• Katherine McKinnon • Because, in this patriarchial state, for the last four centuries, men have applied their principles of justice in determining how chickens should be cared for, their language has demeaned the identity of the chicken, their technonogy and trucks have decided how and where chickens will be distributed, their science has become the basis for what chickens eat, their sense of humor has provided the framework for this joke, their art and film have given us our perception of chicken life, their lust for flesh has has made the chicken the most consumned animal in the US, and their legal system has left the chicken with no other recourse.

• Nietzsche • Because if you gaze too long across the road, the road gazes also across you.

• Jack Nicholson • 'Cause it (censored) wanted to. That's the (censored) reason.

• Oliver North • National Security was at stake.

• Plato • For the greater good.

• Ronald Reagan • With a charming slightly crooked smile, "I forgot."

• Jean-Paul Sartre • In order to act in good faith and be true to itself, the chicken found it necessary to cross the road.

• Pyrrho the Skeptic • What road?

• B.F. Skinner • Because the external influences which had pervaded its sensorium from birth had caused it to develop in such a fashion that it would tend to cross roads, even while believing these actions to be of its own free will.

• The Sphinx • You tell me.

• Joseph Stalin • I don't care. Catch it. I need its eggs to make my omlette.

• Henry David Thoreau • To live deliberately ... and suck all the marrow out of life.

• Thomas de Torquemada • Give me ten minutes with the chicken and I'll find out.

• Mark Twain • The news of its crossing has been greatly exaggerated.

• Ludwig Wittgenstein • The possibility of crossing was encoded into the objects chicken and road, and circumstances came into being which caused the actualization of this potential occurrence.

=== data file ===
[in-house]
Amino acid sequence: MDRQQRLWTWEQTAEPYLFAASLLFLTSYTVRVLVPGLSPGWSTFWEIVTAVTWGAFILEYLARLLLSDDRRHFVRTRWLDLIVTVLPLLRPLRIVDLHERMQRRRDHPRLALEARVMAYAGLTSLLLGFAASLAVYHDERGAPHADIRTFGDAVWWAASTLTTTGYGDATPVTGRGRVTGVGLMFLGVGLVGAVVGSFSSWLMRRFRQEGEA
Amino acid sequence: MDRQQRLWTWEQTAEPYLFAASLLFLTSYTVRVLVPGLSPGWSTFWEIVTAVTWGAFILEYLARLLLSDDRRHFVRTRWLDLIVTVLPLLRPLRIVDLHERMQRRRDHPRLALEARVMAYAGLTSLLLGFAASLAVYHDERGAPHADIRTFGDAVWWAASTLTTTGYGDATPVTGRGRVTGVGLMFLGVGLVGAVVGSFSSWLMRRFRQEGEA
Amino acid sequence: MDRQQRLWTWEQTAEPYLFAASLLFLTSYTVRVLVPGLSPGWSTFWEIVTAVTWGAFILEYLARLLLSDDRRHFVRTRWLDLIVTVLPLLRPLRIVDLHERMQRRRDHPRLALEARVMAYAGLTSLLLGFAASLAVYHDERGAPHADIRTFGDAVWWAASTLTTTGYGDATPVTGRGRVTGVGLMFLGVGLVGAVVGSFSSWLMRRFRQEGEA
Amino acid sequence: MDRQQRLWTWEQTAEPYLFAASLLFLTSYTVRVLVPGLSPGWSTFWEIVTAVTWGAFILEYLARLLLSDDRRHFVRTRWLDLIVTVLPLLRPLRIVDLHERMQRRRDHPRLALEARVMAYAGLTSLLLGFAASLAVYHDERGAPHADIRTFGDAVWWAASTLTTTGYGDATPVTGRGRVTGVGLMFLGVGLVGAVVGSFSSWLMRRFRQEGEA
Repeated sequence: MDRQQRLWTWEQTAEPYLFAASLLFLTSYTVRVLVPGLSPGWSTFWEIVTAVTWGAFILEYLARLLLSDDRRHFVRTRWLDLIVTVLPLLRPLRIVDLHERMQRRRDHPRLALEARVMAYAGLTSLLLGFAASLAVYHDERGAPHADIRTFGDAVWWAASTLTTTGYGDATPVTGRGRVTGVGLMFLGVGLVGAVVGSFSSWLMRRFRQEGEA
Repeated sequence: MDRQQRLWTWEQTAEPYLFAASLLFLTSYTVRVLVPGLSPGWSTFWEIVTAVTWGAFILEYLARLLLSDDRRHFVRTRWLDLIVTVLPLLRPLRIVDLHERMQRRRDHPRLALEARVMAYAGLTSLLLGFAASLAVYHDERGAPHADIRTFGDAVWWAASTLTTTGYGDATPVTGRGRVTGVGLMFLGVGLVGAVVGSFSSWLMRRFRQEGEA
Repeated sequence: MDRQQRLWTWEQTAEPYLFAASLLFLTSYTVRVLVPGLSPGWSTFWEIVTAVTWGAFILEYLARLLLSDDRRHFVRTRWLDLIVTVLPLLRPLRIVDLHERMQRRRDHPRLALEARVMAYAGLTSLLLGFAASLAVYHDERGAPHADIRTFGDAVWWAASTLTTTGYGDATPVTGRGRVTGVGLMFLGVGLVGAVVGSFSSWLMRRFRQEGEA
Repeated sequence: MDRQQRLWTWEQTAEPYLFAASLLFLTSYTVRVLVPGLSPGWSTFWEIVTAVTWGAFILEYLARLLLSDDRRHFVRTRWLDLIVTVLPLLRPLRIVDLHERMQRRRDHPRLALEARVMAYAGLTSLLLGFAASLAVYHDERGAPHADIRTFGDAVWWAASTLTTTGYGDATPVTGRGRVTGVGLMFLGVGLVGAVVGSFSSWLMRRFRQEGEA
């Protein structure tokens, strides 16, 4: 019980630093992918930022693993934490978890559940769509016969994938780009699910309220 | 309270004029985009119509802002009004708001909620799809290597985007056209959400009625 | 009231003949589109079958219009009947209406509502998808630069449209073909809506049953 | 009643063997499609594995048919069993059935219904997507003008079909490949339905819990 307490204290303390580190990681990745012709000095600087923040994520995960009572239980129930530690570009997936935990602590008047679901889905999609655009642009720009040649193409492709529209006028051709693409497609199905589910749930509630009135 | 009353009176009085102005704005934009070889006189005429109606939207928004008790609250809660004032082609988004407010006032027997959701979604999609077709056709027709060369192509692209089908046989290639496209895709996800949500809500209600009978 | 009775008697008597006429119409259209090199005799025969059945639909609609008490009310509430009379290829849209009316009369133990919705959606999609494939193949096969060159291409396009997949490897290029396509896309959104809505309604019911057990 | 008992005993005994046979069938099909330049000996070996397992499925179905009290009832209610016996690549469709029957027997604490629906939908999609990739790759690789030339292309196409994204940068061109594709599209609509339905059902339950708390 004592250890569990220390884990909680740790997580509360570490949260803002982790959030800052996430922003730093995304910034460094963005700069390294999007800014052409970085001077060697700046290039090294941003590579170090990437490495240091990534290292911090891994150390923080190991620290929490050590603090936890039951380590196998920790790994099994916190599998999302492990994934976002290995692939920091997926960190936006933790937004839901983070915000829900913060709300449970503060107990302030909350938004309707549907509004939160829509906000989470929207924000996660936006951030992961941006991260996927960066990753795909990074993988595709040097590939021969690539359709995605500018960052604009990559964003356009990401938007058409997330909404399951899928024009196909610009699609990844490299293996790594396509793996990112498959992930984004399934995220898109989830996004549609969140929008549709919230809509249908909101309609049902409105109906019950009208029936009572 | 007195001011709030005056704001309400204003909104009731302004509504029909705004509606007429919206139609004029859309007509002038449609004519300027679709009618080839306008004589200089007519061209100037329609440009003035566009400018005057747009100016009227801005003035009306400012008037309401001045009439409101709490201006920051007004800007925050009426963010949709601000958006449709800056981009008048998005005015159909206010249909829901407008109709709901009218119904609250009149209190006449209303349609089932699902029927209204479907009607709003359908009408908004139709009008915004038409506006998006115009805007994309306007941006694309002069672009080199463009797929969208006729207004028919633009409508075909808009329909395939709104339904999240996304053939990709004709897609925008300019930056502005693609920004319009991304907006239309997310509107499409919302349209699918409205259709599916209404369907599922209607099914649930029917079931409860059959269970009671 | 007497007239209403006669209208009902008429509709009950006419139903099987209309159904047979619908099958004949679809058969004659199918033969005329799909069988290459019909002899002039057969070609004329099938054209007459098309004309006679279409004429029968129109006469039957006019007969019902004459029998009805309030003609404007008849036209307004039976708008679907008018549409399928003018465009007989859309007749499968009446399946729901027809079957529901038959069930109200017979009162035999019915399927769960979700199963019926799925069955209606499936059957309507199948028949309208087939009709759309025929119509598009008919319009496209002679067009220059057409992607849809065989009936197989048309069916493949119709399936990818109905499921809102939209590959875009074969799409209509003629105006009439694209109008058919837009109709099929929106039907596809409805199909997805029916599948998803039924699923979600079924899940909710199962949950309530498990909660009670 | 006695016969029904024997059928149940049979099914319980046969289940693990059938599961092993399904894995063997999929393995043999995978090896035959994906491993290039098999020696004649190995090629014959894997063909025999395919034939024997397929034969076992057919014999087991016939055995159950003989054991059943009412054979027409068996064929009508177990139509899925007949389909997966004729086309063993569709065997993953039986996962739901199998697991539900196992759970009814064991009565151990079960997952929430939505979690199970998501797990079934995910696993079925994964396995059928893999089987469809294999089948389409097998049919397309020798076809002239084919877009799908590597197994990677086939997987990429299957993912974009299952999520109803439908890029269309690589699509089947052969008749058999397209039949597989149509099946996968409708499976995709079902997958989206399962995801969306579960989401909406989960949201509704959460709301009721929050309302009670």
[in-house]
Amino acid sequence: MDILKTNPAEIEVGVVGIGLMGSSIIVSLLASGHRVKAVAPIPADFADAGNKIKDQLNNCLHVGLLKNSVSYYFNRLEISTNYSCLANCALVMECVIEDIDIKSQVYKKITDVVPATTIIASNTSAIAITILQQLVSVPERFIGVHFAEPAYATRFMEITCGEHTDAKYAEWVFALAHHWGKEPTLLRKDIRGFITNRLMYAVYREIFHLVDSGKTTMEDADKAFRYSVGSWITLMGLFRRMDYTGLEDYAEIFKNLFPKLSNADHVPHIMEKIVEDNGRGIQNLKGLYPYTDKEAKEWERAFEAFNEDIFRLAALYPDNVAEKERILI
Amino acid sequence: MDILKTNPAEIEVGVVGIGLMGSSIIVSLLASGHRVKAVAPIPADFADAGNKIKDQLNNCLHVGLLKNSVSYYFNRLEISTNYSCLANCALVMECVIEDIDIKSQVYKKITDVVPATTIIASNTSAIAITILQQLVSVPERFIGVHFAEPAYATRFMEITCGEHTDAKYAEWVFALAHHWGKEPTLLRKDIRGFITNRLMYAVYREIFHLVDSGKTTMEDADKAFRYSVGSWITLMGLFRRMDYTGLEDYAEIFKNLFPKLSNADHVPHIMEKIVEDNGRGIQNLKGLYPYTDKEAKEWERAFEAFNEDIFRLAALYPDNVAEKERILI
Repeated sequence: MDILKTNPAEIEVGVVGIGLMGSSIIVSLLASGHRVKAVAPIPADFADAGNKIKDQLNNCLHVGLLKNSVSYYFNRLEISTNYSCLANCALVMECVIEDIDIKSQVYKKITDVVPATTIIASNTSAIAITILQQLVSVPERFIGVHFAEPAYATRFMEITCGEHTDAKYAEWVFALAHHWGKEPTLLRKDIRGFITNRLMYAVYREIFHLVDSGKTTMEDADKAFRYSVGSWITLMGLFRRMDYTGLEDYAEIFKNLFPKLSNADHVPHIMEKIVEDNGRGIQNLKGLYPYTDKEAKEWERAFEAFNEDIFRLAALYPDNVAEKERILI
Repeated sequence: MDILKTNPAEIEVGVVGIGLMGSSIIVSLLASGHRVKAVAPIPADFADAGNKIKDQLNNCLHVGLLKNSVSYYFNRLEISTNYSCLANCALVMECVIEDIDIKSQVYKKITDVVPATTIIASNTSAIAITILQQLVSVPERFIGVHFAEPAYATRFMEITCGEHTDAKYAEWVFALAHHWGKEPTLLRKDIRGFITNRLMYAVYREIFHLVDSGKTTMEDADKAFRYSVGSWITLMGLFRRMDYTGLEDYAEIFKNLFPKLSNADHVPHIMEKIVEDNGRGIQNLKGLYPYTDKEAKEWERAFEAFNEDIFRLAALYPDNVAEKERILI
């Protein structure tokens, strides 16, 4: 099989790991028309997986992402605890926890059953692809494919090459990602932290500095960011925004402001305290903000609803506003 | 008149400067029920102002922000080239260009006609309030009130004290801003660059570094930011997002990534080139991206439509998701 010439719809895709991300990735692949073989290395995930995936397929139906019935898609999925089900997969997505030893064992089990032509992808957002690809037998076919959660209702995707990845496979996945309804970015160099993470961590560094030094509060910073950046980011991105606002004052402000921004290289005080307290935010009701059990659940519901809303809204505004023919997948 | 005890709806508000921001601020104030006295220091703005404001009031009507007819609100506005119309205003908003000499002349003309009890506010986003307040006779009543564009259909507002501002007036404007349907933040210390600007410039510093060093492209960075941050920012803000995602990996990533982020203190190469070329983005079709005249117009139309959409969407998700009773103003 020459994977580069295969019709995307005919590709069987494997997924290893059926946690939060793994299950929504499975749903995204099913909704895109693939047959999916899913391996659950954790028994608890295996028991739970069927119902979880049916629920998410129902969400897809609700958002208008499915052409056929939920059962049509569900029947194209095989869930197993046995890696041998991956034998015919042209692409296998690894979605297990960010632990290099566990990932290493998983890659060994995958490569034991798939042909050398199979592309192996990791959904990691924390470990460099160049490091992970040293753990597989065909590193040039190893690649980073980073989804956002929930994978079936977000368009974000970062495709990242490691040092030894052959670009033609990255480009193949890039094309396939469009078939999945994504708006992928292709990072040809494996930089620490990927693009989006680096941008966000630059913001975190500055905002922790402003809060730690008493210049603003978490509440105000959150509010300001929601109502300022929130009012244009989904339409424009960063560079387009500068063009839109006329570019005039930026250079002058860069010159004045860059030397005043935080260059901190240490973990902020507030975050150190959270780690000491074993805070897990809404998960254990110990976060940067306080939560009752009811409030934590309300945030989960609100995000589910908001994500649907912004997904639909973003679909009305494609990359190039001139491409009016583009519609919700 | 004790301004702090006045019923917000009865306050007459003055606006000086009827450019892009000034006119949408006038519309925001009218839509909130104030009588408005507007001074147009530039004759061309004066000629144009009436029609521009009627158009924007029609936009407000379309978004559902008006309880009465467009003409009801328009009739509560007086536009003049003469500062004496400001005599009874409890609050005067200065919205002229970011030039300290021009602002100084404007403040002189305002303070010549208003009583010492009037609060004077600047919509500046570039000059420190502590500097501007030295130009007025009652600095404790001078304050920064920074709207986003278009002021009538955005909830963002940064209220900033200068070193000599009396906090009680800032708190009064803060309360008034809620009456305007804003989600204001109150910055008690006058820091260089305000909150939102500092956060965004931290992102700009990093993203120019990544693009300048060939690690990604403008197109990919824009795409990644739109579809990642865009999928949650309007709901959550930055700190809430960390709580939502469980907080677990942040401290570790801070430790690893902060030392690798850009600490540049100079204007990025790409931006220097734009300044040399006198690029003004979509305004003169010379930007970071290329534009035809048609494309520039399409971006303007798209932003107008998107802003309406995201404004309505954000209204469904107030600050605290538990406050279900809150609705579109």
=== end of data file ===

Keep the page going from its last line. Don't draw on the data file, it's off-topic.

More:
• Malcom X • It was coming home to roost.


Blogger Pseudonymph said...

Mum jokes - what do you get when you cross a road with a chicken?

October 6, 2009 at 2:36 a.m.  
Blogger Squeakypony said...

Pseudonymph, I don't know. What DO you get when you cross a road with a chicken?

October 6, 2009 at 5:43 a.m.  
Blogger Erin said...

Some kind of 4x4 feather traction? Hmmm, that just sounded bad.

October 6, 2009 at 8:28 a.m.  
Blogger #Debi said...

The Kentucky version: to prove to the possum that it could be done.

October 6, 2009 at 8:37 a.m.  
Blogger WrathofDawn said...

A very irritated road with feathers stuck to its shoulders?

October 6, 2009 at 7:54 p.m.  
Anonymous Audrey said...

Pseudonymph: tar & feathers. Or is it an eggspressway?

And Hertfordshire Highways Agency: If you wish to report a chicken in the road, please call 01438 737320.

October 7, 2009 at 6:13 a.m.  
Blogger Pseudonymph said...

A Poulet-by.
Plz to laugh. It took me the better part of a day to think of that.

October 7, 2009 at 6:30 a.m.  
Blogger Pseudonymph said...

A brest-station?
A thighway?
Great. Now they won't stop.

October 7, 2009 at 6:31 a.m.  
Blogger Erin said...

I like the Kentucky version. Stupid possum - take that!

October 7, 2009 at 8:25 a.m.  
Anonymous Audrey said...

Cluck-click every trip?

October 9, 2009 at 7:33 a.m.  
Blogger Ricardipus said...

John Steinbeck: In the glorious cornucopia that is the fall colours in the hills above Salinas, the Trask boys followed the chicken. The air, scented with pine and woodsmoke, was a delicious reminder that here, at least, was peace and happiness.

[Steinbeck also continues for 673 pages, during which time the lives of several generations of chickens are documented in excruciating detail.]

Sid Vicious: I gobbed on the chicken when it went by. Then I wrote a song about it.

bill bissett: th chkn isnt wrth it, I got sum unyuns insted n then I wuz thinkn of you n the unyuns too n stuff


October 12, 2009 at 9:56 p.m.  
Anonymous Anonymous said...

I laughed hard at the Noam Chomsky one. I had to read him for a University English course last year and spent most of that 2 weeks repeatedly slamming my fingers in the book. And drinking vodka.

October 15, 2009 at 10:52 p.m.  
Blogger PurestGreen said...

Love it. Hemingway is my favourite.

October 19, 2009 at 3:56 a.m.